'Desert Cities' Is Right at Home at Arena
For Kyle Donnelly, directing playwright Jon Robin Baitz’s scathing, smart and intense family drama, “Other Desert Cities,” at Arena Stage in the in-the-round Fichandler must seem a little and a lot like a homecoming.
She was last at Arena directing another family play, “Ah Wilderness,” a distinctly and surprisingly sunny and warm play from Eugene O’Neill, that master of theatrical and autobiographical dark family dysfunction (see “Long Day’s Journey Into Night”).
“That was a little different, to be sure,” said Donnelly in a phone interview. She has said that “Wilderness”, an example of theater as a wish, was a kind of fiction that acted as a counterpoint to the personal realism of O’Neill’s other plays about family, the one he experienced painfully in life as well.
Family is a good point to consider when it comes to Donnelly and Arena Stage—this is the place where she served as associate artistic director at Arena from 1992 to 1998 and where over 30 years she has directed 22 plays.
“It is like a home,” said Donnelly, who lives in California. “I’ve spend a major part of my professional life here, working with wonderful actors and design professionals. There was a group of wonderful actors to work with back then—Richard Bauer, Stanley Anderson, Robert Prosky, Tana Hicken, Randy Danson. “
Donnelly is considered by many something of an actor’s director. “It’s a collaborative art, this putting on of plays, but the actors are front and center, and that’s especially true in this play. Doing this play in the round makes for a different challenge for the actors. It changes the focus, where people are on stage, who’s hearing and seeing them in what way. So in some sense, it becomes a little bit of a different play. But what you really want to and have an opportunity to do is to create a sense of immediacy and intimacy with the audience, as if they were right there in the family living room with all this 'drama' going on.”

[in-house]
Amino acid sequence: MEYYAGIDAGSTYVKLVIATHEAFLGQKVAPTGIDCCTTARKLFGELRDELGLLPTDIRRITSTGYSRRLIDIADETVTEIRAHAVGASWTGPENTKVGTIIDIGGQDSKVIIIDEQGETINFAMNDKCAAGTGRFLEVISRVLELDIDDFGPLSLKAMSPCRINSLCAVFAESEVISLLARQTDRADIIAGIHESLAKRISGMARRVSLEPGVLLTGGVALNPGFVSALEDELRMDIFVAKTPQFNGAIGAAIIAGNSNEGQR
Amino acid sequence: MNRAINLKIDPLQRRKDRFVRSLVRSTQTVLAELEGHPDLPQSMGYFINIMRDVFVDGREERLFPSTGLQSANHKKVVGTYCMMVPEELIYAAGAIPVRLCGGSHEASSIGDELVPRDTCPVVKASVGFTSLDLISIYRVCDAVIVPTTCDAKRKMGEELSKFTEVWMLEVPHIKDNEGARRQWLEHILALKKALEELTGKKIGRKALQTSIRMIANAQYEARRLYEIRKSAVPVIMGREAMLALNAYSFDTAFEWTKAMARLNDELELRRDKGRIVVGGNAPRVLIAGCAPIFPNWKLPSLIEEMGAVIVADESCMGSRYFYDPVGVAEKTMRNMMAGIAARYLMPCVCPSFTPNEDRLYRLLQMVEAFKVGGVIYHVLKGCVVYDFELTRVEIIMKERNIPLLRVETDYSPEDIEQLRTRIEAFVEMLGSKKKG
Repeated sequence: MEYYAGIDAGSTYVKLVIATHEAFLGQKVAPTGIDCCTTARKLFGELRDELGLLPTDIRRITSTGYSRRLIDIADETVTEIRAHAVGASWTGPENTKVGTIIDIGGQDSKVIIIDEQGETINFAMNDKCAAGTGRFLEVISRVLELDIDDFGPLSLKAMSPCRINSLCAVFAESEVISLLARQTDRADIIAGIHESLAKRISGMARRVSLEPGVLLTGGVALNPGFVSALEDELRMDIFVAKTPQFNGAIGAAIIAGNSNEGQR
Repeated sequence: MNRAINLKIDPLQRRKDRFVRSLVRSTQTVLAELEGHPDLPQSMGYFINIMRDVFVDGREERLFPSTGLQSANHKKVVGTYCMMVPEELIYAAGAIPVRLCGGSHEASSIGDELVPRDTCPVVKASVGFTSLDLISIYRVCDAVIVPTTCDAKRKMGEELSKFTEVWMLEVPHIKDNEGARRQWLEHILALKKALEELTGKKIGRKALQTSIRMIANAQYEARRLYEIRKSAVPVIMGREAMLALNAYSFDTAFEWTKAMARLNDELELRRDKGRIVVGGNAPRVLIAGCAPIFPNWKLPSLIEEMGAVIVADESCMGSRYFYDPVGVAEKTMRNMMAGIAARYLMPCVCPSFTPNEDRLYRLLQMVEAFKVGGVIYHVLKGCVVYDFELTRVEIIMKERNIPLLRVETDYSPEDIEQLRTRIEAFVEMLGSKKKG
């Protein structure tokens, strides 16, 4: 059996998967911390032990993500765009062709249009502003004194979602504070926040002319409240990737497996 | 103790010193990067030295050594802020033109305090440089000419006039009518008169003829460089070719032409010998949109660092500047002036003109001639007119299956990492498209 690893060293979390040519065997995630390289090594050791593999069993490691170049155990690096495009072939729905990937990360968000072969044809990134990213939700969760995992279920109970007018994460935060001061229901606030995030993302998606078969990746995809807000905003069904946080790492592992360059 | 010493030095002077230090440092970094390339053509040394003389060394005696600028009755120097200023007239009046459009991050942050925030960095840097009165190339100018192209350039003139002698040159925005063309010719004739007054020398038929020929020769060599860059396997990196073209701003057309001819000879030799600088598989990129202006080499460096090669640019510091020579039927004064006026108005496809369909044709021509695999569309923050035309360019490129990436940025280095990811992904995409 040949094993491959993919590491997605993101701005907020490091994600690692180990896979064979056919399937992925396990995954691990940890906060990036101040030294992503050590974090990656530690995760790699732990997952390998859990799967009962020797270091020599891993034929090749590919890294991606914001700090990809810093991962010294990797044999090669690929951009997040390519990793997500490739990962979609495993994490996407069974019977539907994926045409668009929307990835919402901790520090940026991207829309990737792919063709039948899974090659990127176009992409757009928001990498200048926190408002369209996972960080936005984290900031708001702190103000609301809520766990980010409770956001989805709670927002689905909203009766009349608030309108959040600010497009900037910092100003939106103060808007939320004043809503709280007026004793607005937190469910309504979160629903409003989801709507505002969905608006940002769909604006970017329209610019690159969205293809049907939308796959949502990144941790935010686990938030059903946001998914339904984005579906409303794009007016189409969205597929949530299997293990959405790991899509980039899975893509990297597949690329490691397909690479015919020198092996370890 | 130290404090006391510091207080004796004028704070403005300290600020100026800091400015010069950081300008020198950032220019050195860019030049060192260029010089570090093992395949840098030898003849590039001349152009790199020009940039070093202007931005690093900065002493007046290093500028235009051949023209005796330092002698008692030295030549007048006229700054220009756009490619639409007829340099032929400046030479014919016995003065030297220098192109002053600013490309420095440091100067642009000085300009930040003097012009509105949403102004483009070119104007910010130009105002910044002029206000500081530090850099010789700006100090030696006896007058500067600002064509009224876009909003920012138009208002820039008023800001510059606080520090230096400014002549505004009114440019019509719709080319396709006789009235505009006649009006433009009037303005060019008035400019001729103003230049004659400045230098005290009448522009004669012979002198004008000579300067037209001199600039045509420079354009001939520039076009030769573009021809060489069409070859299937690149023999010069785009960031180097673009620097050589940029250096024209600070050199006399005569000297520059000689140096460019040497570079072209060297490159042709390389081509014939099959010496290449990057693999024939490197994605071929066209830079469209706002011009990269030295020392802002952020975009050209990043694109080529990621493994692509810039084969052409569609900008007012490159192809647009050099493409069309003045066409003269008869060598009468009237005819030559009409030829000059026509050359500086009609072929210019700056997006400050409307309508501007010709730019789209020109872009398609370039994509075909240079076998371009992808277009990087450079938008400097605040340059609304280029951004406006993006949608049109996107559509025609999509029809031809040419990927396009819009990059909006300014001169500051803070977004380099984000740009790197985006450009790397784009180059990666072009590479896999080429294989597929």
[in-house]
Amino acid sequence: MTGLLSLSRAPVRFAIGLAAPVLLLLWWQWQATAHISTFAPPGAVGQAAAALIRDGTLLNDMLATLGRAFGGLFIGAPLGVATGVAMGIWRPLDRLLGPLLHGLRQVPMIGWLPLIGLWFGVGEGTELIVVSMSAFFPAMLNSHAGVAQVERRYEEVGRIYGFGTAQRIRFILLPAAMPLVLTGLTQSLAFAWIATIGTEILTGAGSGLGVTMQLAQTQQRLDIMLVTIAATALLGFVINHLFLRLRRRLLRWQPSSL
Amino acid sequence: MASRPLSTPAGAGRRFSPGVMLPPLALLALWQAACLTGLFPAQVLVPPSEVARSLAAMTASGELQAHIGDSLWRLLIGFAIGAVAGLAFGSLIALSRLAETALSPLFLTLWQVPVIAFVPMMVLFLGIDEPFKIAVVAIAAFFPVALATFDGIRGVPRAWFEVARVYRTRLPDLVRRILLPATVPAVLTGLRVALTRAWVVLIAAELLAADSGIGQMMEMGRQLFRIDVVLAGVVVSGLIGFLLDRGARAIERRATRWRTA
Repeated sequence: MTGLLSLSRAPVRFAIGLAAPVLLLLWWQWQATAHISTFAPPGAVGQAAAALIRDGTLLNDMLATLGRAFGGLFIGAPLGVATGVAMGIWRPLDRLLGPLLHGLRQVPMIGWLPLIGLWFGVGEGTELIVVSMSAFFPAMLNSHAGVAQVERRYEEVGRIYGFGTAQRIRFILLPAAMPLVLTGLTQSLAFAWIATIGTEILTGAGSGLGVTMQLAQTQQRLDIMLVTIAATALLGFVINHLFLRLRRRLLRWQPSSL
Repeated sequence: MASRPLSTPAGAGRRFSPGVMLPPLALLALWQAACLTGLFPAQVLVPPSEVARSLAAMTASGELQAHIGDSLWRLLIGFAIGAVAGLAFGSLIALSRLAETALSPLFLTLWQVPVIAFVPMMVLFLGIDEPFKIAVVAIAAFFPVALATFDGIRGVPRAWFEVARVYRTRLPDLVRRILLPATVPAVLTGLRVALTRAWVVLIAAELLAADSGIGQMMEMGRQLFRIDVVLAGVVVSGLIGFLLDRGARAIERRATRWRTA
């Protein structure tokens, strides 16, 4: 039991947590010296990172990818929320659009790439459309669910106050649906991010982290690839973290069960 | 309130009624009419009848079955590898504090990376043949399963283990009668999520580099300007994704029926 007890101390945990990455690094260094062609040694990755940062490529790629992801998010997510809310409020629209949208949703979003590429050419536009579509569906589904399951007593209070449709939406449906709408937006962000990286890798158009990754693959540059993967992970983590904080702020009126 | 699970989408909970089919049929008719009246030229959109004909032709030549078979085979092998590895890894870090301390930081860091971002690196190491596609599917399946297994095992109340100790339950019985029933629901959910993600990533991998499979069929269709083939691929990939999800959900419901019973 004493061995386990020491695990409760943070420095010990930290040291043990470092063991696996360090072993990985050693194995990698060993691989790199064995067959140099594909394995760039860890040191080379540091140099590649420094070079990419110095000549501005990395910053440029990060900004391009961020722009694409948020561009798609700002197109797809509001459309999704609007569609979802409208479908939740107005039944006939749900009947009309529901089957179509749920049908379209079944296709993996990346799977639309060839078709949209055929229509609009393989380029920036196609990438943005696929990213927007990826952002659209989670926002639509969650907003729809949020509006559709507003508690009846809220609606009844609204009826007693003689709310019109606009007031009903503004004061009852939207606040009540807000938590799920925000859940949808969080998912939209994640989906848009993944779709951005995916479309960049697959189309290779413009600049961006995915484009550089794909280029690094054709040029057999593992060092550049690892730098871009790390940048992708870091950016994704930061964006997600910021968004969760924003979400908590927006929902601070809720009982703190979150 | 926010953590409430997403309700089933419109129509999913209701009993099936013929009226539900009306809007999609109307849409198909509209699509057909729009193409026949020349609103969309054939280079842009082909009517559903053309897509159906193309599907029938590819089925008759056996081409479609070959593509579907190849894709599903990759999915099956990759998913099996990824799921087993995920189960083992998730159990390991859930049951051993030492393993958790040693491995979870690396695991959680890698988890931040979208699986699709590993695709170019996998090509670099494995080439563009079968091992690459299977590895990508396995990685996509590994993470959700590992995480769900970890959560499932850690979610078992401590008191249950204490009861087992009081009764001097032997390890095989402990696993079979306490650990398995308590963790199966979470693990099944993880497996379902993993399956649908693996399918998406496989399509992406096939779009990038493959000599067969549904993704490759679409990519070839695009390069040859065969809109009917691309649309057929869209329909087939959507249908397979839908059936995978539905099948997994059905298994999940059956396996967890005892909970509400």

“In Washington, this play really resonates,” she said. “For one thing, the parents in the play haves been written as friends of the Reagans, among a group of politically savvy people in Southern California. And there’s the role of the media—it involves high-profile people dealing publicly with tragedy and scandal.”
If you’ve been going to Arena and plays in Washington for any length of time, Donnelly’s name resonates, it’s a resume full of remarkable and memorable theater moments. She had astonishing success with stagings of “The Women,” “The Miser,” “Misalliance,” “Polk County,” Tennessee Williams’s “Summer and Smoke,” “Shakespeare in Hollywood” and perhaps most notably, a perfect production of Brian Friel’s “Dancing at Lughnasa”, which received a Helen Hayes Award for Best Resident production.
Her first play at Arena was Moliere’s “School for Wives.” She has said that watching Friel’s “Lughnasa” on stage “broke my heart.” Hers was not the only heart that broke.
Donnelly founded Actors’ Center in Chicago, an acting studio, in the 1980s which may account for her reputation as doing well with actors. Certainly that aspect shows up in “Desert Cities,” where the likes of Helen Carey, who’s also worked many times at Arena, Martha Hackett, Larry Bryggman, Emily Donahoe and Scott Drumond give searing and intense performances.
“I’m going to be slowing down a little,” she said. “I’m a mother of a teenaged daughter, and I’d like to be there for her more, lending some guidance through high school. I won’t be going on the road as much.”
“Other Desert Cities” runs through May 26.